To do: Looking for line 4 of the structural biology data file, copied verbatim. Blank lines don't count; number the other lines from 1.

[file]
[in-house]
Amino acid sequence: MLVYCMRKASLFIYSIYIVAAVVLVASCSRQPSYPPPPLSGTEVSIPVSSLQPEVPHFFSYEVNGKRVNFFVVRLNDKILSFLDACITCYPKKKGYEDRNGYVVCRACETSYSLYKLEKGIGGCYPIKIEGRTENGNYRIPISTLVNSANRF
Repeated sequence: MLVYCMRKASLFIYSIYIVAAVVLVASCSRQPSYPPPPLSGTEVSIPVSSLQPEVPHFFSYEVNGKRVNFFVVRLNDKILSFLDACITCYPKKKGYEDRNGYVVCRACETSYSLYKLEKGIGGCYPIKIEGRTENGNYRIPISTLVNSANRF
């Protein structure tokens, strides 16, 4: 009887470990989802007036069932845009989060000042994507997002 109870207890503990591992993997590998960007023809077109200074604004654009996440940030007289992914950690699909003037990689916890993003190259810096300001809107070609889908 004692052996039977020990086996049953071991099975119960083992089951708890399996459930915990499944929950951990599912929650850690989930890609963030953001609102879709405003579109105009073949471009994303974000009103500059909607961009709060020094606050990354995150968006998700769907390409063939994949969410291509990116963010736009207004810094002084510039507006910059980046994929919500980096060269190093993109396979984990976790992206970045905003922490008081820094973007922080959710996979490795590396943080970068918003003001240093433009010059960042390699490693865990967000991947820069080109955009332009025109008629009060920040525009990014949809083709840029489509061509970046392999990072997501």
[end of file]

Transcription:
């Protein structure tokens, strides 16, 4: 009887470990989802007036069932845009989060000042994507997002 109870207890503990591992993997590998960007023809077109200074604004654009996440940030007289992914950690699909003037990689916890993003190259810096300001809107070609889908 004692052996039977020990086996049953071991099975119960083992089951708890399996459930915990499944929950951990599912929650850690989930890609963030953001609102879709405003579109105009073949471009994303974000009103500059909607961009709060020094606050990354995150968006998700769907390409063939994949969410291509990116963010736009207004810094002084510039507006910059980046994929919500980096060269190093993109396979984990976790992206970045905003922490008081820094973007922080959710996979490795590396943080970068918003003001240093433009010059960042390699490693865990967000991947820069080109955009332009025109008629009060920040525009990014949809083709840029489509061509970046392999990072997501």